Oh, come now. It is hard to find a house in the SF Bay Area for less than $730k. This is a government program for the entire US, not just the affordable 90% of it. They could have done a double standard with higher subsidies for specific areas, but that might have violated the equal treatment clause of the 14th amendment. Besides, Republicans in the fly-over states would have screamed that they were unfairly subsidizing overpriced housing in bubble zones without being able to benefit themselves. Your solution just isn’t tenable.

    There obviously needs to be means testing to qualify for such a large loan. Hopefully, there was.

    • -> “they could have done a double standard with higher subsidies for specific areas”

      FHA limits are absolutely variable not just by state, but by county as well; Modoc county here in CA, for example, has an FHA limit of just $271K. http://www.fha.com/lending_limits.cfm

      -> “Republicans in the fly-over states would have screamed that they were unfairly subsidizing overpriced housing in bubble zones without being able to benefit themselves.”

      They absolutely should be if they weren’t too busy alienating voters over other (far less important) issues.

      -> “It is hard to find a house in the SF Bay Area for less than $730k.”

      This is the crux of the problem. Even an affluent county like Marin only has an average HH income of ~$100K which should translate into an “affordable” house price of no more than $350-$400K. High FHA limits, along with suppressed interested rates and shadow inventory, are all tactics for kicking the can on an unsustainable situation at the expense of our tax dollars.

    • you tell me, why a person/family purchasing a 3/4 of million dollar home and say 150k + income can not put down 10-20%? if they cant, should they buy that home? i say NO, NOPE, NADA, NEIT. i have said this in the past and will say it again, high cost markets will be the death nail for FHA. huge losses will come from that sector. why did NAR fight so badlly to keep the loan limit in the sky. right now, very few portfolio banks will not lend in those market values and i bet none at 90%+ ltv. They are smart, finally! when the FHA bubble pops and if they have lent at these values they will be BK’d by the FED’s reserve requirment.

      • you tell me, why a person/family purchasing a 3/4 of million dollar home and say 150k + income can not put down 10-20%?
        We together are making 200k per year and cannot put down 20%. Why? Because while we we’re waiting for the housing to be normalized we invest somewhere else, gold, CD oversea with 10% return, properties oversea etc. We don’t want to withdraw from those investment to put 20% down payment because who knows what’s gonna happen in the next few years? At least money we put oversea and physical gold are much safer than any investment in this country. We are in our late 30’s and are only 50k away from Obama’s definition of being “rich”. God knows we are still driving a 7-yr and 11- yr old cars and don’t even have cable nor a 50″ flat TV.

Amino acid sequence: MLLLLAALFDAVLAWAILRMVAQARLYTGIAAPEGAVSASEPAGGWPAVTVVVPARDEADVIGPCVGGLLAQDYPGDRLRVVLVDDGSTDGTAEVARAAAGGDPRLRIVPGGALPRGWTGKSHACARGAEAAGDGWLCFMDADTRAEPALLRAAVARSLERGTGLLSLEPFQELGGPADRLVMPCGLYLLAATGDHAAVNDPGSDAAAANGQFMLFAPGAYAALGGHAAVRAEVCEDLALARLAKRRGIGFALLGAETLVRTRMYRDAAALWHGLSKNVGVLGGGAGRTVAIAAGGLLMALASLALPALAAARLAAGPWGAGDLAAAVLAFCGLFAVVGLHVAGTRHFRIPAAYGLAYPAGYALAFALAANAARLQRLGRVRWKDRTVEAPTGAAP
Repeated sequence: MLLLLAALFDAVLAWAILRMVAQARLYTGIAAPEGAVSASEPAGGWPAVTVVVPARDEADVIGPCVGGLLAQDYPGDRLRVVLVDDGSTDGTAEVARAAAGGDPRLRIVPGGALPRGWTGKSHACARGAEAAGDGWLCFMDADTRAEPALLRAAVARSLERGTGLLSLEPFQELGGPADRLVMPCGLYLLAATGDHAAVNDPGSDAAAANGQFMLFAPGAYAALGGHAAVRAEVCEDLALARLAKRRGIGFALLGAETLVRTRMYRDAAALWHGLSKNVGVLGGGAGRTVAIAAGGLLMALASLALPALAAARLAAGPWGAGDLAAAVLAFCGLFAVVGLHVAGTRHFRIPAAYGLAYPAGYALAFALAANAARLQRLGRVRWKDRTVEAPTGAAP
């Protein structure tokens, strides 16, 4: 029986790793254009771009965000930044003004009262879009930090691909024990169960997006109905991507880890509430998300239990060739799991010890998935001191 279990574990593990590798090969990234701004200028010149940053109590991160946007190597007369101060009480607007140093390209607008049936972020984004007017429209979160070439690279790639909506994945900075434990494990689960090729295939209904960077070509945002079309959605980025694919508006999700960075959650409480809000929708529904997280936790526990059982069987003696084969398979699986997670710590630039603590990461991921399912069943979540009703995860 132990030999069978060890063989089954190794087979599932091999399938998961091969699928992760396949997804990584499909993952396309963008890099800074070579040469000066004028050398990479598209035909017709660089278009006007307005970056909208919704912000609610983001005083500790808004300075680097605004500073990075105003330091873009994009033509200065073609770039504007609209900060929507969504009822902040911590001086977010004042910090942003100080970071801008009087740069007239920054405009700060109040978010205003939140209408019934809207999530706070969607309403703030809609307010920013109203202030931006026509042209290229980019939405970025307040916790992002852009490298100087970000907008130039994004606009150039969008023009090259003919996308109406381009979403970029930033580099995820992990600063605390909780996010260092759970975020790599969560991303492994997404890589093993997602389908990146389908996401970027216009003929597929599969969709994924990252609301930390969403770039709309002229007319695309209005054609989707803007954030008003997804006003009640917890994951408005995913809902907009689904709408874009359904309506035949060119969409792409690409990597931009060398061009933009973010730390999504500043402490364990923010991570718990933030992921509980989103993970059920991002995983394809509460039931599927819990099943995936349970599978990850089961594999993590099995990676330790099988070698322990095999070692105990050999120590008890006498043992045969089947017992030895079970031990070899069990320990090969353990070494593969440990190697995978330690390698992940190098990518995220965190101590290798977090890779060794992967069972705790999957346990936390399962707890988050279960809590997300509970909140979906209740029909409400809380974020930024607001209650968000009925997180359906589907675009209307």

• Er…Ian…think about what you just said. Do you think that maybe these houses are so expensive because there is a facility in place that allows them to be so expensive? Also, is it really fair to put the other 90% of the country at risk with government backed loans so that a couple of would-be mr big stuff’s out in Cali can lever up and buy an overpriced edifice to their ego? I think not.

  • Patiently Waiting

    My husband and I decided to buy since our son is moving back at the end of August and our apartment lease is up at the end of September. We are looking in the Huntington Beach/Fountain Valley area. (That’s where we had our last house, but stupidly sold when we had to relocate – now we are back and wish we had that house.) We went to scope out a couple places and a realtor happened to be showing a townhouse that we wanted to check out. She let us in without an appointment. She was very casual and open about the house, pointing out all it’s flaws, which were many because some of it was unfinished construction. Drywall missing in spots. She said the sale fell through, buyers walked away. Then, in an “are you kidding me” kind of look and tone…she said, “now the bank wants 385K.” She actually seemed a bit tired of the whole game going on now. The game the banks are playing, that is. I’m getting the impression that some of the realtors would like to see more reasonable prices so they could sell more. Must be frustrating for them to show so many dumps. This will be our 5th home due to relocations, but our 3rd here in SoCal. We’ve used the same realtor since the early 80s and even he said things are crazy now. Hard to figure out. From what I can see, it’s tough to find anything decent under 500K. Although we qualify for a 600K, we don’t want to pay more than 420 or 430K with 20% down. We just started looking, but not looking good…so wish us 50+ers luck.

    • I would not want to be taking on that kind of debt at your age – does it have to be?